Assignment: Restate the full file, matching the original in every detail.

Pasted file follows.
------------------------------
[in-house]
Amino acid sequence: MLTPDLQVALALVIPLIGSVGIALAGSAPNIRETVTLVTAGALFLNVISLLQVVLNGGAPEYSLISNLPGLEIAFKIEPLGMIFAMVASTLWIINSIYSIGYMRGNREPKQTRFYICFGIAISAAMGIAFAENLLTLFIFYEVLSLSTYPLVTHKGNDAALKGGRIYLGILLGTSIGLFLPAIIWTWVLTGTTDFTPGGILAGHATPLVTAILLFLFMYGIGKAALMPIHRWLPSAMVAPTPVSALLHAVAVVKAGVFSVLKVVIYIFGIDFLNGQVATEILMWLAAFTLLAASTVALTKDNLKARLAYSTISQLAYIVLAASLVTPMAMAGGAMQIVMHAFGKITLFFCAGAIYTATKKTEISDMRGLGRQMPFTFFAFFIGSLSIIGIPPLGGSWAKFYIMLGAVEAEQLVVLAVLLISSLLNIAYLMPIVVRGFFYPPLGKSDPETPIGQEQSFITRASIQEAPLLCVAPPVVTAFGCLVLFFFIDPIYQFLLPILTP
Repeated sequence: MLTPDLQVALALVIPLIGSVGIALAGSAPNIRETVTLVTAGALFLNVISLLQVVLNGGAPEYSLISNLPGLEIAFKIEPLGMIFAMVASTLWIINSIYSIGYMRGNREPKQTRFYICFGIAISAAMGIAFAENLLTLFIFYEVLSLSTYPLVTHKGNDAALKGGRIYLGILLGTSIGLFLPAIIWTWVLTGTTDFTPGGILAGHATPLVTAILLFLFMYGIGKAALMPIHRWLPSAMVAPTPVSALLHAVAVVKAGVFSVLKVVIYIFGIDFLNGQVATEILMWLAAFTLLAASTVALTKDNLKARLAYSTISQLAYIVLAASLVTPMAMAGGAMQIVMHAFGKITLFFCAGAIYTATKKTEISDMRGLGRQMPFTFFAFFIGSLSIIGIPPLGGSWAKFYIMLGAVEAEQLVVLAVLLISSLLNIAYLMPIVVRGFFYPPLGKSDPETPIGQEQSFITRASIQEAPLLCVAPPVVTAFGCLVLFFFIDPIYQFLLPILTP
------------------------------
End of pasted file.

[in-house]
Amino acid sequence: MLTPDLQVALALVIPLIGSVGIALAGSAPNIRETVTLVTAGALFLNVISLLQVVLNGGAPEYSLISNLPGLEIAFKIEPLGMIFAMVASTLWIINSIYSIGYMRGNREPKQTRFYICFGIAISAAMGIAFAENLLTLFIFYEVLSLSTYPLVTHKGNDAALKGGRIYLGILLGTSIGLFLPAIIWTWVLTGTTDFTPGGILAGHATPLVTAILLFLFMYGIGKAALMPIHRWLPSAMVAPTPVSALLHAVAVVKAGVFSVLKVVIYIFGIDFLNGQVATEILMWLAAFTLLAASTVALTKDNLKARLAYSTISQLAYIVLAASLVTPMAMAGGAMQIVMHAFGKITLFFCAGAIYTATKKTEISDMRGLGRQMPFTFFAFFIGSLSIIGIPPLGGSWAKFYIMLGAVEAEQLVVLAVLLISSLLNIAYLMPIVVRGFFYPPLGKSDPETPIGQEQSFITRASIQEAPLLCVAPPVVTAFGCLVLFFFIDPIYQFLLPILTP
Repeated sequence: MLTPDLQVALALVIPLIGSVGIALAGSAPNIRETVTLVTAGALFLNVISLLQVVLNGGAPEYSLISNLPGLEIAFKIEPLGMIFAMVASTLWIINSIYSIGYMRGNREPKQTRFYICFGIAISAAMGIAFAENLLTLFIFYEVLSLSTYPLVTHKGNDAALKGGRIYLGILLGTSIGLFLPAIIWTWVLTGTTDFTPGGILAGHATPLVTAILLFLFMYGIGKAALMPIHRWLPSAMVAPTPVSALLHAVAVVKAGVFSVLKVVIYIFGIDFLNGQVATEILMWLAAFTLLAASTVALTKDNLKARLAYSTISQLAYIVLAASLVTPMAMAGGAMQIVMHAFGKITLFFCAGAIYTATKKTEISDMRGLGRQMPFTFFAFFIGSLSIIGIPPLGGSWAKFYIMLGAVEAEQLVVLAVLLISSLLNIAYLMPIVVRGFFYPPLGKSDPETPIGQEQSFITRASIQEAPLLCVAPPVVTAFGCLVLFFFIDPIYQFLLPILTP